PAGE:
About the lab
Featured research (2)
The large majority of previous work on human-robot conversations in a second language has been performed with a human wizard-of-Oz. The reasons are that automatic speech recognition of non-native conversational speech is considered to be unreliable and that the dialogue management task of selecting robot utterances that are adequate at a given turn is complex in social conversations. This study therefore investigates if robot-led conversation practice in a second language with pairs of adult learners could potentially be managed by an autonomous robot. We first investigate how correct and understandable transcriptions of second language learner utterances are when made by a state-of-the-art speech recogniser. We find both a relatively high word error rate (41%) and that a substantial share (42%) of the utterances are judged to be incomprehensible or only partially understandable by a human reader. We then evaluate how adequate the robot utterance selection is, when performed manually based on the speech recognition transcriptions or autonomously using (a) predefined sequences of robot utterances, (b) a general state-of-the-art language model that selects utterances based on learner input or the preceding robot utterance, or (c) a custom-made statistical method that is trained on observations of the wizard’s choices in previous conversations. It is shown that adequate or at least acceptable robot utterances are selected by the human wizard in most cases (96%), even though the ASR transcriptions have a high word error rate. Further, the custom-made statistical method performs as well as manual selection of robot utterances based on ASR transcriptions. It was also found that the interaction strategy that the robot employed, which differed regarding how much the robot maintained the initiative in the conversation and if the focus of the conversation was on the robot or the learners, had marginal effects on the word error rate and understandability of the transcriptions but larger effects on the adequateness of the utterance selection. Autonomous robot-led conversations may hence work better with some robot interaction strategies.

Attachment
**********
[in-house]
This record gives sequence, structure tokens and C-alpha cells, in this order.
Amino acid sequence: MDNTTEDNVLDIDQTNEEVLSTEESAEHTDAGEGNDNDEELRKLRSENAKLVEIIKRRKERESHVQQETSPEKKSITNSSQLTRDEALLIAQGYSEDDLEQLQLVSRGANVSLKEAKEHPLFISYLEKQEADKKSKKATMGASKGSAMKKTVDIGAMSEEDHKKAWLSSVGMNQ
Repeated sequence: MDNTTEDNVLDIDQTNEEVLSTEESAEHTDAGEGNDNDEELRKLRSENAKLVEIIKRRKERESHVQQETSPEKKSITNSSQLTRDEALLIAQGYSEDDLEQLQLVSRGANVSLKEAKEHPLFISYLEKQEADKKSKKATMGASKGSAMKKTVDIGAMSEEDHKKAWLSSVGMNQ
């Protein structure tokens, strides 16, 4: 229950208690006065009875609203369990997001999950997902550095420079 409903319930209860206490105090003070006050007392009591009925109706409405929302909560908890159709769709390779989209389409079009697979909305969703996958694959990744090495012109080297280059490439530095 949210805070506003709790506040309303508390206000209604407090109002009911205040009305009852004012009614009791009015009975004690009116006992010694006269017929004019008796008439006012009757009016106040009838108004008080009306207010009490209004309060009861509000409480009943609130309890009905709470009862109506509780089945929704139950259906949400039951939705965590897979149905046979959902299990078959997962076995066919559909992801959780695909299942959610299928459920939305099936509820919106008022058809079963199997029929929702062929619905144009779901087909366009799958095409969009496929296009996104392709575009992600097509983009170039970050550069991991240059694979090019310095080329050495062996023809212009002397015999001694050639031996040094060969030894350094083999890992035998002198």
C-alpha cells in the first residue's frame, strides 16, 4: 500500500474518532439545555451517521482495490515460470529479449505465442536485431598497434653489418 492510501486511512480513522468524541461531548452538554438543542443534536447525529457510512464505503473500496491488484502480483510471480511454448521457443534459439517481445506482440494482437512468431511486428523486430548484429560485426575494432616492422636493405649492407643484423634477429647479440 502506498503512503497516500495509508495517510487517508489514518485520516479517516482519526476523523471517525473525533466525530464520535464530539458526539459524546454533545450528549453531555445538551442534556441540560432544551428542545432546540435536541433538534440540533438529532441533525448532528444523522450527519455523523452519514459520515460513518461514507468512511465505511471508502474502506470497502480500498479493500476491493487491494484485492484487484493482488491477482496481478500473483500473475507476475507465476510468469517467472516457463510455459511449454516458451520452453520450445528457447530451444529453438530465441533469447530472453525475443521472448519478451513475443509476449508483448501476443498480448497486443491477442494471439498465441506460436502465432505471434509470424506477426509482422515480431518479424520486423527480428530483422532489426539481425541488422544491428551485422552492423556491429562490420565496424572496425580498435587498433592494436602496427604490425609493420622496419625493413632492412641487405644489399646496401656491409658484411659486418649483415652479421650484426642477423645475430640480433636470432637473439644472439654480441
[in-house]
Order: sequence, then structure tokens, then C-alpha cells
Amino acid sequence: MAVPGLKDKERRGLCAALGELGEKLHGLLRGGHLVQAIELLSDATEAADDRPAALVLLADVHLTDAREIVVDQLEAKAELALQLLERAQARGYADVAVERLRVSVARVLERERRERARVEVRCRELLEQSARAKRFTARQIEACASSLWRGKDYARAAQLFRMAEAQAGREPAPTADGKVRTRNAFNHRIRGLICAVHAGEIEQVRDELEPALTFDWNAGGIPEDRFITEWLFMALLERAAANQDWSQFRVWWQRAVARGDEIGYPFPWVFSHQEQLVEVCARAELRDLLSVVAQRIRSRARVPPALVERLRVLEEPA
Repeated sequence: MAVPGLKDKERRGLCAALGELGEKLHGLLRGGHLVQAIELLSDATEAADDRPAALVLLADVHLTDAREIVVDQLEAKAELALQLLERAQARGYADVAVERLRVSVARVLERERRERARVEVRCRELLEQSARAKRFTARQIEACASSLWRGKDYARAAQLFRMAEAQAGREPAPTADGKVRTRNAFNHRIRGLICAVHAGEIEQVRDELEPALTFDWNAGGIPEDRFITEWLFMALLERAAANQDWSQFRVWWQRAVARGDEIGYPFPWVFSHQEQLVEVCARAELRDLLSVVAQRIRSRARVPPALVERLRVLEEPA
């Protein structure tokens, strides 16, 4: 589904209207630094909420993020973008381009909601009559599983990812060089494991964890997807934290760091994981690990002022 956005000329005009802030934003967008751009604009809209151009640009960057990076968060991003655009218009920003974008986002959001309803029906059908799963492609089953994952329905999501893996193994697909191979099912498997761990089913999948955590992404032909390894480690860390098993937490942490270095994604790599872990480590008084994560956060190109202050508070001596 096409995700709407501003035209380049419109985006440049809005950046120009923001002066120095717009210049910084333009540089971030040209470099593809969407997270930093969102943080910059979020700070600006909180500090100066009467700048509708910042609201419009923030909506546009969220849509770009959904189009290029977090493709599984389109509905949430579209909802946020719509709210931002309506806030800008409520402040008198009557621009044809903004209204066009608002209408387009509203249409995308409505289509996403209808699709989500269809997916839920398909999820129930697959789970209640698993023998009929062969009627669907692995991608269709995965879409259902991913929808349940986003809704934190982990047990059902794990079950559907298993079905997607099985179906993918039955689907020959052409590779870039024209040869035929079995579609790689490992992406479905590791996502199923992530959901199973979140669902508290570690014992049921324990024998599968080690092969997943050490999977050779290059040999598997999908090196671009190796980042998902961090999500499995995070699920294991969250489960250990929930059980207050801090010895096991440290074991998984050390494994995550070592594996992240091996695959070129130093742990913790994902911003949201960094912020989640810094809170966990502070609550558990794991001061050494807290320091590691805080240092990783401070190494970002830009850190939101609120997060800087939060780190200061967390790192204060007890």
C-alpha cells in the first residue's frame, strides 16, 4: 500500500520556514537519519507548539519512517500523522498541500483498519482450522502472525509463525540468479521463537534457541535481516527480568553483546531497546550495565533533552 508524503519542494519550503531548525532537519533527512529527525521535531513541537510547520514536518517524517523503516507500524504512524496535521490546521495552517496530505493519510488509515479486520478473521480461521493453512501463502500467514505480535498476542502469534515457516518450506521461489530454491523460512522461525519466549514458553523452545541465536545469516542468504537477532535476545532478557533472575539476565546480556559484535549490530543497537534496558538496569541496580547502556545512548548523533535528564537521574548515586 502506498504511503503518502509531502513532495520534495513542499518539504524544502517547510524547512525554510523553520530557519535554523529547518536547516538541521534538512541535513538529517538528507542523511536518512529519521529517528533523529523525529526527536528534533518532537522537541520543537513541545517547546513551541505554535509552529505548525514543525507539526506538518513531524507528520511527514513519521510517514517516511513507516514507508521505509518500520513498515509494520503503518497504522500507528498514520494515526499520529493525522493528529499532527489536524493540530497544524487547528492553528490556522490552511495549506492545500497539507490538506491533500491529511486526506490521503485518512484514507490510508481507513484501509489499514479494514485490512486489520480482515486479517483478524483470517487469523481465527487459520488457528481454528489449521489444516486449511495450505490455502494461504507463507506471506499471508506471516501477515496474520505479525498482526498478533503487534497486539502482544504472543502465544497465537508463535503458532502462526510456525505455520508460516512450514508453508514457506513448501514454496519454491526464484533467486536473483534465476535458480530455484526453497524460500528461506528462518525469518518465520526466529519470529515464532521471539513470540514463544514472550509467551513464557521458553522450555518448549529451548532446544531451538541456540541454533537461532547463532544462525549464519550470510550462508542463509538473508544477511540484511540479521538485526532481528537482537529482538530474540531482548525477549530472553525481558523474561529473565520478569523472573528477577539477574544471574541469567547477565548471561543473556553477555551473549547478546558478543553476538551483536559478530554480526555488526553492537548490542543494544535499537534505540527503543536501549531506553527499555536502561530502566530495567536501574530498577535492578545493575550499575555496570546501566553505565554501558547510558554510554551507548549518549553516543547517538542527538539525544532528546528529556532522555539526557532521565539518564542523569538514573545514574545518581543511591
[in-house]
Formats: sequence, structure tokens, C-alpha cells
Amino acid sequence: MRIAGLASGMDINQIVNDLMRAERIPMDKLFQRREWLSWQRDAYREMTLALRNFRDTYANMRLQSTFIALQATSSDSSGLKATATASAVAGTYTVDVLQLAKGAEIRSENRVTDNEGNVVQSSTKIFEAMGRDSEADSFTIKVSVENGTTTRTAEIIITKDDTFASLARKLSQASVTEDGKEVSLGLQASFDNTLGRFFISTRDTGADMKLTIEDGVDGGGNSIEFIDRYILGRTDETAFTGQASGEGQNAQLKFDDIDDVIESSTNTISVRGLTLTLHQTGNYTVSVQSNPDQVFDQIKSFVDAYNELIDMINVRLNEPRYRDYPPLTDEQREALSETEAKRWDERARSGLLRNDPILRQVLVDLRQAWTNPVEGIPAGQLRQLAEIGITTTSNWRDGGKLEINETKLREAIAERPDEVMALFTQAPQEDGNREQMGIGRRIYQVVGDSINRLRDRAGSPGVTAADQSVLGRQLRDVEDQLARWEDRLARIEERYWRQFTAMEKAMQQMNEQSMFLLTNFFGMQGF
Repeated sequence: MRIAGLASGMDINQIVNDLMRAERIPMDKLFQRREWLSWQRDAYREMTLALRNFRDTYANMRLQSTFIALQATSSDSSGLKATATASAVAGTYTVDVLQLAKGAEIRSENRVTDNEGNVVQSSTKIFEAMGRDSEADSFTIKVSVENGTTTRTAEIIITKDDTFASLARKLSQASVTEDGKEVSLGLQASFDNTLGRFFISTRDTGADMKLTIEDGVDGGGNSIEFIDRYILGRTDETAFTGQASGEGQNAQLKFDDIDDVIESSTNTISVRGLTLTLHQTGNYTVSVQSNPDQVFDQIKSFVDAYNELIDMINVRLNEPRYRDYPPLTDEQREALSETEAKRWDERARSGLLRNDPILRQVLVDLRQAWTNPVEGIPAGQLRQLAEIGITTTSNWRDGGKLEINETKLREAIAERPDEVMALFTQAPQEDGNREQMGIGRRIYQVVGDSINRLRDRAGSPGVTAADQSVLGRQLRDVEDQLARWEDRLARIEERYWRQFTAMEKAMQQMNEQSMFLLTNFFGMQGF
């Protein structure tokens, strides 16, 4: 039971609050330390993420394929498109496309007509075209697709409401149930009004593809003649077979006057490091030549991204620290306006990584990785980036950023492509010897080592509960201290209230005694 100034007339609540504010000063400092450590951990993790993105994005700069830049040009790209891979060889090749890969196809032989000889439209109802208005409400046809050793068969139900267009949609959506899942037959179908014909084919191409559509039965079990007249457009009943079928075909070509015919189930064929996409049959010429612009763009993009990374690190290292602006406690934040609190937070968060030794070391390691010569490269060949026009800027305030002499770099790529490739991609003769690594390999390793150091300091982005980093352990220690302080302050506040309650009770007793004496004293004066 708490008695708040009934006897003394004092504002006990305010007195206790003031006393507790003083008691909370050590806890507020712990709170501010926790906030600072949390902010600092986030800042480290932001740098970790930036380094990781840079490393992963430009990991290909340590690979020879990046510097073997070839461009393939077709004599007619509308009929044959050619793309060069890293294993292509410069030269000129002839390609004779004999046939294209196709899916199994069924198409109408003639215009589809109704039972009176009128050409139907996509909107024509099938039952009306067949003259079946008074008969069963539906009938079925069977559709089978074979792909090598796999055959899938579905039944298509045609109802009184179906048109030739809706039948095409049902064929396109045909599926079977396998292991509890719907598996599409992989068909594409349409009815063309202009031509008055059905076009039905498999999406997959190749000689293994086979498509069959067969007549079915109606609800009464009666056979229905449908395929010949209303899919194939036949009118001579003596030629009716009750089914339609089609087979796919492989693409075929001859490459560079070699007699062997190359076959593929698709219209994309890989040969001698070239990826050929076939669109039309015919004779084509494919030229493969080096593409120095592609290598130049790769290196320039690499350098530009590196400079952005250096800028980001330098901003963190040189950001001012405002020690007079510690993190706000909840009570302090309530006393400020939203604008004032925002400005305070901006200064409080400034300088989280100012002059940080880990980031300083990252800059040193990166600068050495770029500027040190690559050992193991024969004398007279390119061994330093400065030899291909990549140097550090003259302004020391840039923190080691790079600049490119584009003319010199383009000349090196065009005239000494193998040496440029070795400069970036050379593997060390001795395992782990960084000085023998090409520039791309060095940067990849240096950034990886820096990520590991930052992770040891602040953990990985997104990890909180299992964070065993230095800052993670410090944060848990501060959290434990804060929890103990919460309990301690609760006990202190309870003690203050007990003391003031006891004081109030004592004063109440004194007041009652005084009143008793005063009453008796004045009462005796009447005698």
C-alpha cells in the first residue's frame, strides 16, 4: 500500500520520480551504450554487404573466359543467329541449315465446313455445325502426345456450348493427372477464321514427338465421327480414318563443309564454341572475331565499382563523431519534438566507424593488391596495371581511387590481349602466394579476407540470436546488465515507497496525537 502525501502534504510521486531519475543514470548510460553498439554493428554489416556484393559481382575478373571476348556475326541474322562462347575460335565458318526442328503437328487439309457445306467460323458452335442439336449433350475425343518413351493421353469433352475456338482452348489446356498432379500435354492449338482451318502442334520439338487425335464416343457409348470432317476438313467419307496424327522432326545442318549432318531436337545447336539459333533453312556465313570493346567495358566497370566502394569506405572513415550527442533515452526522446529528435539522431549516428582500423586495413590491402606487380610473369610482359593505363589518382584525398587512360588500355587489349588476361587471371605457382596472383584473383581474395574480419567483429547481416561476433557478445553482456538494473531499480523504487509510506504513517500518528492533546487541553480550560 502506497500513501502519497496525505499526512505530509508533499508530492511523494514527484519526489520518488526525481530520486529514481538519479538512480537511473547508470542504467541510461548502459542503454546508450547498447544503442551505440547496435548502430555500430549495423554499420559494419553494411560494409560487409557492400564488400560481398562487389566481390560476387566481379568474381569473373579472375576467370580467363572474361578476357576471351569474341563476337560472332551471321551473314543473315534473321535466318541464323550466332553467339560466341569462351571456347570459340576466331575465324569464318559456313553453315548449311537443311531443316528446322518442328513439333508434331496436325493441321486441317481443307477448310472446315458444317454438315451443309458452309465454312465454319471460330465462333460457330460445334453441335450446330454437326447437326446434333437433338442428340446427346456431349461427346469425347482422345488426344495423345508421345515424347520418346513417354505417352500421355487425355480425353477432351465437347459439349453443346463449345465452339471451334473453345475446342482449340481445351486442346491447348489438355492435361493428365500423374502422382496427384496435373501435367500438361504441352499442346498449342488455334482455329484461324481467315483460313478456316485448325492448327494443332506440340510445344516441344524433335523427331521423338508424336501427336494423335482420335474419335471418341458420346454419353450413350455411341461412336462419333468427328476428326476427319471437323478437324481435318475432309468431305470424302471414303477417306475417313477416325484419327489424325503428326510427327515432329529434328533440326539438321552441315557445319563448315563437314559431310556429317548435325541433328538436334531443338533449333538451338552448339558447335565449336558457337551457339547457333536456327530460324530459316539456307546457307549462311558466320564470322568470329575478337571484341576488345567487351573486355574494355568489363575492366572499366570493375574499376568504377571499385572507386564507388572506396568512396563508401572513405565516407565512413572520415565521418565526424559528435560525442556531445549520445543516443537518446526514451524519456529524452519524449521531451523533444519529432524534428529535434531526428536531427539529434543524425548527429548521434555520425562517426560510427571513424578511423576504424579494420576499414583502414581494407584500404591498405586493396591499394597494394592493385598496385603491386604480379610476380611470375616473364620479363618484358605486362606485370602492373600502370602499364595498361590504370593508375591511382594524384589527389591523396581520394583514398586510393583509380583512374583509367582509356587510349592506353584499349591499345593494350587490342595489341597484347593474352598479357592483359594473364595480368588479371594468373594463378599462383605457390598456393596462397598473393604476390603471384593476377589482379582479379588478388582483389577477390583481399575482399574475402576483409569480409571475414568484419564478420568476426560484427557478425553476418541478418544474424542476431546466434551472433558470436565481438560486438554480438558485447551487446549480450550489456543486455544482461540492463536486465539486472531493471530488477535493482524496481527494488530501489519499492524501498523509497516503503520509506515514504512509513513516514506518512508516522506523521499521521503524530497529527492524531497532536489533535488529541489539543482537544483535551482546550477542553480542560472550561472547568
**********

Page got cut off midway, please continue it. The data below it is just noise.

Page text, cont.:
Four different interaction styles for the social robot Furhat acting as a host in spoken conversation practice with two simultaneous language learners have been developed, based on interaction styles of human moderators of language cafés. We first investigated, through a survey and recorded sessions of three-party language café style conversations, how the interaction styles of human moderators are influenced by different factors (e.g., the participants language level and familiarity). Using this knowledge, four distinct interaction styles were developed for the robot: sequentially asking one participant questions at the time (Interviewer); the robot speaking about itself, robots and Sweden or asking quiz questions about Sweden (Narrator); attempting to make the participants talk with each other (Facilitator); and trying to establish a three-party robot–learner–learner interaction with equal participation (Interlocutor). A user study with 32 participants, conversing in pairs with the robot, was carried out to investigate how the post-session ratings of the robot’s behavior along different dimensions (e.g., the robot’s conversational skills and friendliness, the value of practice) are influenced by the robot’s interaction style and participant variables (e.g., level in the target language, gender, origin). The general findings were that Interviewer received the highest mean rating, but that different factors influenced the ratings substantially, indicating that the preference of individual participants needs to be anticipated in order to improve learner satisfaction with the practice. We conclude with a list of recommendations for robot-hosted conversation practice in a second language.